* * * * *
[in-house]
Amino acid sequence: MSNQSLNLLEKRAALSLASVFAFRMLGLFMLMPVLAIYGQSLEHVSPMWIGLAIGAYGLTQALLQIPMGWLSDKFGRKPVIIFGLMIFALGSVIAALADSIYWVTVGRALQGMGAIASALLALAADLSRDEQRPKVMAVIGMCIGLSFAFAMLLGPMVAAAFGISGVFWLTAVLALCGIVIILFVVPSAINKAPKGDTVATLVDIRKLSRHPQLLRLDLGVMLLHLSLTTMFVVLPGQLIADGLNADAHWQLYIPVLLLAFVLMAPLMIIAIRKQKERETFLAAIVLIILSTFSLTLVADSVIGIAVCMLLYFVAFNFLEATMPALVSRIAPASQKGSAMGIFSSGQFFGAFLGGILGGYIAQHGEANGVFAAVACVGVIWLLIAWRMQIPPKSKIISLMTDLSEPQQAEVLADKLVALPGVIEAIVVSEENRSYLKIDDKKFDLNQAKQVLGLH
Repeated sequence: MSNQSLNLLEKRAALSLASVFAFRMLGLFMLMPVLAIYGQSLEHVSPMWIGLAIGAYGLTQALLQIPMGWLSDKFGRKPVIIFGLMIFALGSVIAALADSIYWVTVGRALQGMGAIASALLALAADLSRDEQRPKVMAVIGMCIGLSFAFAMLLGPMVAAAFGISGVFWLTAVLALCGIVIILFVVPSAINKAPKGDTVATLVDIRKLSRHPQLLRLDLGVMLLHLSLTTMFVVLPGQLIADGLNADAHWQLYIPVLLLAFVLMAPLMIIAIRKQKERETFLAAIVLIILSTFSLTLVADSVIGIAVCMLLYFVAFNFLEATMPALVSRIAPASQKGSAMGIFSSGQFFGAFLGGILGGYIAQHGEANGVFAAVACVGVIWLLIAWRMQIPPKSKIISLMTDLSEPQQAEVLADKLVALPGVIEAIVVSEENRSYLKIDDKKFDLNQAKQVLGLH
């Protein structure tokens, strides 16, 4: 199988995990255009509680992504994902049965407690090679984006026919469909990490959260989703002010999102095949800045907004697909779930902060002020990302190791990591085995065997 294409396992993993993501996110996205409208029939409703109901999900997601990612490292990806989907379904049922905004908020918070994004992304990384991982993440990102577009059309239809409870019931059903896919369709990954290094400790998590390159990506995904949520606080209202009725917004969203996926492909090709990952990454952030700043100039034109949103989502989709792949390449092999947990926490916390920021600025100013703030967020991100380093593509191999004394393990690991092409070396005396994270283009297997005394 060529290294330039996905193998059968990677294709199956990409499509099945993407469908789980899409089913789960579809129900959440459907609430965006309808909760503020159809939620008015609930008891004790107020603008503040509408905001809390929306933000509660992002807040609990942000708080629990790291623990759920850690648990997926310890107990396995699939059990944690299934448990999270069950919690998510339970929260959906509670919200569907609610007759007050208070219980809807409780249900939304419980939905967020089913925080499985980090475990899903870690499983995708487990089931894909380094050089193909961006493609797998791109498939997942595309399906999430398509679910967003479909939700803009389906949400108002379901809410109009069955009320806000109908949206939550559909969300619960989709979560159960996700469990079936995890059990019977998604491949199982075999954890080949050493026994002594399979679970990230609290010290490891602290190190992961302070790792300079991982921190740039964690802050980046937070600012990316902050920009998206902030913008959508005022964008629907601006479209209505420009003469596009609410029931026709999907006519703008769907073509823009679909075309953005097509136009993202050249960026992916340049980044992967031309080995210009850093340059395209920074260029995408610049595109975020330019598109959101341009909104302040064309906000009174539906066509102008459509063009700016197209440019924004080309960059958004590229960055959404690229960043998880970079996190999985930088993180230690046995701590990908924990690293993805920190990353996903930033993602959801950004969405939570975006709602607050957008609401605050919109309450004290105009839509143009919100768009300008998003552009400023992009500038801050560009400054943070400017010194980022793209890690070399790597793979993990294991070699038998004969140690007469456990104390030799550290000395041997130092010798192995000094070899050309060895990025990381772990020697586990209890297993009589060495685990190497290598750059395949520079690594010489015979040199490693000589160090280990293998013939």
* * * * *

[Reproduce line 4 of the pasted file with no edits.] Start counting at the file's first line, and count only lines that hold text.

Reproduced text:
């Protein structure tokens, strides 16, 4: 199988995990255009509680992504994902049965407690090679984006026919469909990490959260989703002010999102095949800045907004697909779930902060002020990302190791990591085995065997 294409396992993993993501996110996205409208029939409703109901999900997601990612490292990806989907379904049922905004908020918070994004992304990384991982993440990102577009059309239809409870019931059903896919369709990954290094400790998590390159990506995904949520606080209202009725917004969203996926492909090709990952990454952030700043100039034109949103989502989709792949390449092999947990926490916390920021600025100013703030967020991100380093593509191999004394393990690991092409070396005396994270283009297997005394 060529290294330039996905193998059968990677294709199956990409499509099945993407469908789980899409089913789960579809129900959440459907609430965006309808909760503020159809939620008015609930008891004790107020603008503040509408905001809390929306933000509660992002807040609990942000708080629990790291623990759920850690648990997926310890107990396995699939059990944690299934448990999270069950919690998510339970929260959906509670919200569907609610007759007050208070219980809807409780249900939304419980939905967020089913925080499985980090475990899903870690499983995708487990089931894909380094050089193909961006493609797998791109498939997942595309399906999430398509679910967003479909939700803009389906949400108002379901809410109009069955009320806000109908949206939550559909969300619960989709979560159960996700469990079936995890059990019977998604491949199982075999954890080949050493026994002594399979679970990230609290010290490891602290190190992961302070790792300079991982921190740039964690802050980046937070600012990316902050920009998206902030913008959508005022964008629907601006479209209505420009003469596009609410029931026709999907006519703008769907073509823009679909075309953005097509136009993202050249960026992916340049980044992967031309080995210009850093340059395209920074260029995408610049595109975020330019598109959101341009909104302040064309906000009174539906066509102008459509063009700016197209440019924004080309960059958004590229960055959404690229960043998880970079996190999985930088993180230690046995701590990908924990690293993805920190990353996903930033993602959801950004969405939570975006709602607050957008609401605050919109309450004290105009839509143009919100768009300008998003552009400023992009500038801050560009400054943070400017010194980022793209890690070399790597793979993990294991070699038998004969140690007469456990104390030799550290000395041997130092010798192995000094070899050309060895990025990381772990020697586990209890297993009589060495685990190497290598750059395949520079690594010489015979040199490693000589160090280990293998013939």